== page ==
Wednesday, November 19, 2003

Prisoners of War, Prisoners of Race

The case of Jessica Lynch already exemplifies the differing value placed on the lives of young men and young women. Yes, though women are paid less, their actual existence is worth more: they are future Mothers of the Race, and as such must be protected. Males, on the other hand, are considerably more expendable, so their deaths in battle are not given the same emotional weight. Nobody is offering book and movie deals to any of the male POWs from this war. Men are supposed to suck it up.

Now we see the value of blonde hair and blue eyes. For the record: My mother, two of my sisters, and several of my nieces and nephews are blue-eyed blonds. I love them all, but not because of their coloring.

The Army apparently doesn't share my indifference to mere pigmentation. This came today from an Episcopalian mailing list.

Army Spec. Shoshana Johnson, the African American woman who was held prisoner of war in the U.S. invasion of Iraq, was looking forward to a quiet discharge from the Army in a few days. Battle scarred and weary, she has said not a word as her fellow POW comrade in arms Jessica Lynch cashes in with book and movie deals and a celebrity status in the media.

But it is the Army that is forcing Johnson to break her peace. A few days ago, military brass informed her that she would receive a 30 percent disability benefit for her injuries. Lynch, who is White, was discharged in August and will receive an 80 percent disability benefit.

The difference amounts to $600 or $700 a month in payments, and that is causing Johnson and her family to speak out. They are so troubled by what they see as a "double standard," that they have enlisted Rev. Jesse Jackson to help make their case to the news media.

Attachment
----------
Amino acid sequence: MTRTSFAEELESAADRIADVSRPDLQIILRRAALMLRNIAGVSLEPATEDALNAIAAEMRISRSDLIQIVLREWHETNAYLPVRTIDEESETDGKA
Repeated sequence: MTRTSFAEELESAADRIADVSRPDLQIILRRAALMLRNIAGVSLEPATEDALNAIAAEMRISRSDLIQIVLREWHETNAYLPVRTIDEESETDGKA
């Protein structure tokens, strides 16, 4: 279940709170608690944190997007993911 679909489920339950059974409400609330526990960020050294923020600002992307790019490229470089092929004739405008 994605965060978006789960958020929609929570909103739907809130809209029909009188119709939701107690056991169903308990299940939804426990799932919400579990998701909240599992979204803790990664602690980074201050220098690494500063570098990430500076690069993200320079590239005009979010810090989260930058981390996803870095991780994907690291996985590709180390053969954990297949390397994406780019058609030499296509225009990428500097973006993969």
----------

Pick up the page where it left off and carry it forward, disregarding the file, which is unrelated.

Jackson, who plans to plead Johnson's cause with the White House, the Pentagon and members of Congress, says the payment smacks of a double standard and racism.

"Here's a case of two women, same [unit], same war; everything about their service commitment and their risk is equal. . . . Yet there's an enormous contrast between how the military has handled these two cases," Jackson told The Washington Post.

Johnson's father, Claude Johnson, himself an Army veteran, says that while neither he nor his family begrudge Lynch her celebrity or disability payments, he believes that his daughter should get her due, and it is more than a 30 percent disability benefit.

For its part, the Army, in denying charges of double standard, said
Friday that claims are awarded to soldiers according to their injuries.

Johnson, 30, the mother of a 3-year-old daughter, was held captive for 22 days, when her unit stumbled into an ambush in southern Iraq last March.

Eleven soldiers were killed, and six, including Lynch and Johnson, were taken prisoners. Johnson was shot in both legs and is still
traumatized by her war experience. In addition to walking with a limp, she suffers from bouts of depression.

Now, I'm naturally suspicious of such claims. I checked various newspapers and, the best place to debunk urban legends. Snopes says it's true. The newspapers say it's true.

I am bitterly ashamed of my country.

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